It may not be long before a grower sips coffee and works on the computer while a robot roams the grove checking for HLB-spreading psyllids and other pests and diseases. That’s thanks to machine vision software. University of Florida Institute of Food and Agricultural Sciences scientist Arnold Schumann tells about research he has been conducting.
Schumann says researchers have developed artificial intelligence applications for pest and disease detection. “In our case, we’ve successfully trained it to detect adult (Asian citrus) psyllids,” he says. “We want to use it for automatic scouting, mostly by robot.”
In addition to training software to detect psyllids, “we’ve successfully trained it to detect canker lesions on fruit and leaves in the grove, on the canopy,” Schumann says. A weed application has been developed for vegetables, he adds.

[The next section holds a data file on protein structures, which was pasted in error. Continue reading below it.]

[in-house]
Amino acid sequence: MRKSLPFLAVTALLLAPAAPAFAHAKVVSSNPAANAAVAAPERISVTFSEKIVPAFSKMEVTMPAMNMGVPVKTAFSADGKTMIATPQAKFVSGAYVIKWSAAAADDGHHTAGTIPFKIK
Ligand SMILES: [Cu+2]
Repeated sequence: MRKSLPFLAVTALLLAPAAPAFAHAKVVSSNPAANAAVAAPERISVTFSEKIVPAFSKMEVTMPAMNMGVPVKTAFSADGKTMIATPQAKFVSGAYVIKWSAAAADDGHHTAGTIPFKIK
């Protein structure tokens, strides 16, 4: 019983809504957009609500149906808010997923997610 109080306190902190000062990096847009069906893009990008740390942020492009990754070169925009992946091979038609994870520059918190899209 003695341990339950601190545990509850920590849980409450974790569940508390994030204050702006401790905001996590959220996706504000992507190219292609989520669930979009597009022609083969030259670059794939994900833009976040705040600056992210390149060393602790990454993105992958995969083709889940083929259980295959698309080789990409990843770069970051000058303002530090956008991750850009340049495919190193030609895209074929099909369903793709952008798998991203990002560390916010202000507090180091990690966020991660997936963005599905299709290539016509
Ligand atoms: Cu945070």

Schumann says he wants to further develop the software to detect common citrus pests such as rust mites, spider mites, thrips and even smaller insects and arachnids. “That’ll take some retooling” because of the small size of those pests, he says.
Because virtually all growers now carry smart phones, they already have the hardware needed for machine detection of pests and diseases, Schumann says. So he thinks actual utilization of the machine vision technique could come relatively soon. “It’s close,” he says.
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